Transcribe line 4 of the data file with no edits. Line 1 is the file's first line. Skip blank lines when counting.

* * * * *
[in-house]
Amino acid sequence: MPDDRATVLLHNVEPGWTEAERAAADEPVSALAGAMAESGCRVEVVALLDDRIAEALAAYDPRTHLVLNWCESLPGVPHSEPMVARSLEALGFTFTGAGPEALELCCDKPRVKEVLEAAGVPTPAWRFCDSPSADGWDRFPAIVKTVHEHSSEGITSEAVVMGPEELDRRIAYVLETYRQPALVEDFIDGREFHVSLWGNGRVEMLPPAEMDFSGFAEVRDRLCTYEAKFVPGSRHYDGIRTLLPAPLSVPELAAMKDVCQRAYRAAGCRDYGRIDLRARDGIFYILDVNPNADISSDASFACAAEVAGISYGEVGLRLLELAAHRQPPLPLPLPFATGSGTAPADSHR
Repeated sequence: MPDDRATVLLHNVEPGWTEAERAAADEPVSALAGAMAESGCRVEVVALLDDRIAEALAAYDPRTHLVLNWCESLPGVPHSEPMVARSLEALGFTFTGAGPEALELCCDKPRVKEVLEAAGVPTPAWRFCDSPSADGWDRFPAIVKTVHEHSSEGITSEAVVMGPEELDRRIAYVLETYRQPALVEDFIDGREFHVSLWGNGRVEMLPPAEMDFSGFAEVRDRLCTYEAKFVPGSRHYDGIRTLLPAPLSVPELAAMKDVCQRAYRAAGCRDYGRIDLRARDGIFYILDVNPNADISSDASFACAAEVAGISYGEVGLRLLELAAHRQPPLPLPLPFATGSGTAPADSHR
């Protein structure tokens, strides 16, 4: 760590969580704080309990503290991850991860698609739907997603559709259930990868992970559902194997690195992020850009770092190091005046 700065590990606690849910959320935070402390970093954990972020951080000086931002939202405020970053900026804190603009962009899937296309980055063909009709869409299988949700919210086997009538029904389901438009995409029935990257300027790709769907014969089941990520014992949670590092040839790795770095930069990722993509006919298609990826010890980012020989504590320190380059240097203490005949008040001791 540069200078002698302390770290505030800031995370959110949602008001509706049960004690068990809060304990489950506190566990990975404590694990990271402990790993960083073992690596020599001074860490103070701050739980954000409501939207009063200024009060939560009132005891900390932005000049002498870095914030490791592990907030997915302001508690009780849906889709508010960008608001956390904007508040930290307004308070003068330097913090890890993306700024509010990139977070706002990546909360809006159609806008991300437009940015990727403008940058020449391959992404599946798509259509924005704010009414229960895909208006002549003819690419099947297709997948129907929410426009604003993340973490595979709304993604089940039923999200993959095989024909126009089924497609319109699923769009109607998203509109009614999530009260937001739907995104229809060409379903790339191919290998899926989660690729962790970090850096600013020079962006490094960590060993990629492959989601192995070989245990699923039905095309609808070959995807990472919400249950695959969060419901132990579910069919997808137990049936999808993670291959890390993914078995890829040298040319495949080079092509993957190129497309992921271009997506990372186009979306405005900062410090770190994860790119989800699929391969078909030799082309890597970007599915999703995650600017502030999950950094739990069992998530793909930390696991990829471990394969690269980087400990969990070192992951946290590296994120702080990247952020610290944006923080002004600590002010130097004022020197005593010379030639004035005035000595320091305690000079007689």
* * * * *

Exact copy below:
């Protein structure tokens, strides 16, 4: 760590969580704080309990503290991850991860698609739907997603559709259930990868992970559902194997690195992020850009770092190091005046 700065590990606690849910959320935070402390970093954990972020951080000086931002939202405020970053900026804190603009962009899937296309980055063909009709869409299988949700919210086997009538029904389901438009995409029935990257300027790709769907014969089941990520014992949670590092040839790795770095930069990722993509006919298609990826010890980012020989504590320190380059240097203490005949008040001791 540069200078002698302390770290505030800031995370959110949602008001509706049960004690068990809060304990489950506190566990990975404590694990990271402990790993960083073992690596020599001074860490103070701050739980954000409501939207009063200024009060939560009132005891900390932005000049002498870095914030490791592990907030997915302001508690009780849906889709508010960008608001956390904007508040930290307004308070003068330097913090890890993306700024509010990139977070706002990546909360809006159609806008991300437009940015990727403008940058020449391959992404599946798509259509924005704010009414229960895909208006002549003819690419099947297709997948129907929410426009604003993340973490595979709304993604089940039923999200993959095989024909126009089924497609319109699923769009109607998203509109009614999530009260937001739907995104229809060409379903790339191919290998899926989660690729962790970090850096600013020079962006490094960590060993990629492959989601192995070989245990699923039905095309609808070959995807990472919400249950695959969060419901132990579910069919997808137990049936999808993670291959890390993914078995890829040298040319495949080079092509993957190129497309992921271009997506990372186009979306405005900062410090770190994860790119989800699929391969078909030799082309890597970007599915999703995650600017502030999950950094739990069992998530793909930390696991990829471990394969690269980087400990969990070192992951946290590296994120702080990247952020610290944006923080002004600590002010130097004022020197005593010379030639004035005035000595320091305690000079007689």